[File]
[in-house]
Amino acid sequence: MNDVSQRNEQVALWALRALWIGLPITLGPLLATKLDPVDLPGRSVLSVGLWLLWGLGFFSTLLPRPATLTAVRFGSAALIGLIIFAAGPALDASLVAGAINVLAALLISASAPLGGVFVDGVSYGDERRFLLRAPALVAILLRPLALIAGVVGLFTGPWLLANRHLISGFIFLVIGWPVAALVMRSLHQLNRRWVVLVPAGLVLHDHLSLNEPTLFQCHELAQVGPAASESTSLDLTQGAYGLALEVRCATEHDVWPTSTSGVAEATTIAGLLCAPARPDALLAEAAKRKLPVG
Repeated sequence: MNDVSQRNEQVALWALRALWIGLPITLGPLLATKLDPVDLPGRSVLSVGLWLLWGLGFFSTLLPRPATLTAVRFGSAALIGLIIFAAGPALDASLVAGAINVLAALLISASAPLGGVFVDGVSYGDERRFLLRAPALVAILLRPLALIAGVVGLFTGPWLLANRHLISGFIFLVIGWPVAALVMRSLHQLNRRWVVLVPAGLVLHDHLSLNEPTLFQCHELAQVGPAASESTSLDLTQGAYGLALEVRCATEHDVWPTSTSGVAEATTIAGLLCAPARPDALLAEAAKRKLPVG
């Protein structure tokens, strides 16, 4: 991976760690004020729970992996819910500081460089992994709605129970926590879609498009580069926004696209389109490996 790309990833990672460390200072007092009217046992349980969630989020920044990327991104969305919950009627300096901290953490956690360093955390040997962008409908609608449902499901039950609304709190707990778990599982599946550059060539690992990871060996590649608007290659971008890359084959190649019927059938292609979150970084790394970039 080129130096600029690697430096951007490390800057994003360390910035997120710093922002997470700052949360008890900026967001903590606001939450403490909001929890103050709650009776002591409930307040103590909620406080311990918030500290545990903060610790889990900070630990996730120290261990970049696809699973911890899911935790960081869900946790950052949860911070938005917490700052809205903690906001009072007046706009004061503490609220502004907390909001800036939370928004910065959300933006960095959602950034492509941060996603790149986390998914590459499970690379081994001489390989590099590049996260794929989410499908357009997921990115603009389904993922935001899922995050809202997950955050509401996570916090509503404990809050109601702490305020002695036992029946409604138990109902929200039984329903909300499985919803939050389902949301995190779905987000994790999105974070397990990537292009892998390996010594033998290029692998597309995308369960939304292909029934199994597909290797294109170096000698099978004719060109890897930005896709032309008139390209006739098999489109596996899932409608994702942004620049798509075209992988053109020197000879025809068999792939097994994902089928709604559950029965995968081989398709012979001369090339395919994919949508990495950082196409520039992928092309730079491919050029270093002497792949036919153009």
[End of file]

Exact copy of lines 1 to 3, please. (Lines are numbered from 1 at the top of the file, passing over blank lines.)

[in-house]
Amino acid sequence: MNDVSQRNEQVALWALRALWIGLPITLGPLLATKLDPVDLPGRSVLSVGLWLLWGLGFFSTLLPRPATLTAVRFGSAALIGLIIFAAGPALDASLVAGAINVLAALLISASAPLGGVFVDGVSYGDERRFLLRAPALVAILLRPLALIAGVVGLFTGPWLLANRHLISGFIFLVIGWPVAALVMRSLHQLNRRWVVLVPAGLVLHDHLSLNEPTLFQCHELAQVGPAASESTSLDLTQGAYGLALEVRCATEHDVWPTSTSGVAEATTIAGLLCAPARPDALLAEAAKRKLPVG
Repeated sequence: MNDVSQRNEQVALWALRALWIGLPITLGPLLATKLDPVDLPGRSVLSVGLWLLWGLGFFSTLLPRPATLTAVRFGSAALIGLIIFAAGPALDASLVAGAINVLAALLISASAPLGGVFVDGVSYGDERRFLLRAPALVAILLRPLALIAGVVGLFTGPWLLANRHLISGFIFLVIGWPVAALVMRSLHQLNRRWVVLVPAGLVLHDHLSLNEPTLFQCHELAQVGPAASESTSLDLTQGAYGLALEVRCATEHDVWPTSTSGVAEATTIAGLLCAPARPDALLAEAAKRKLPVG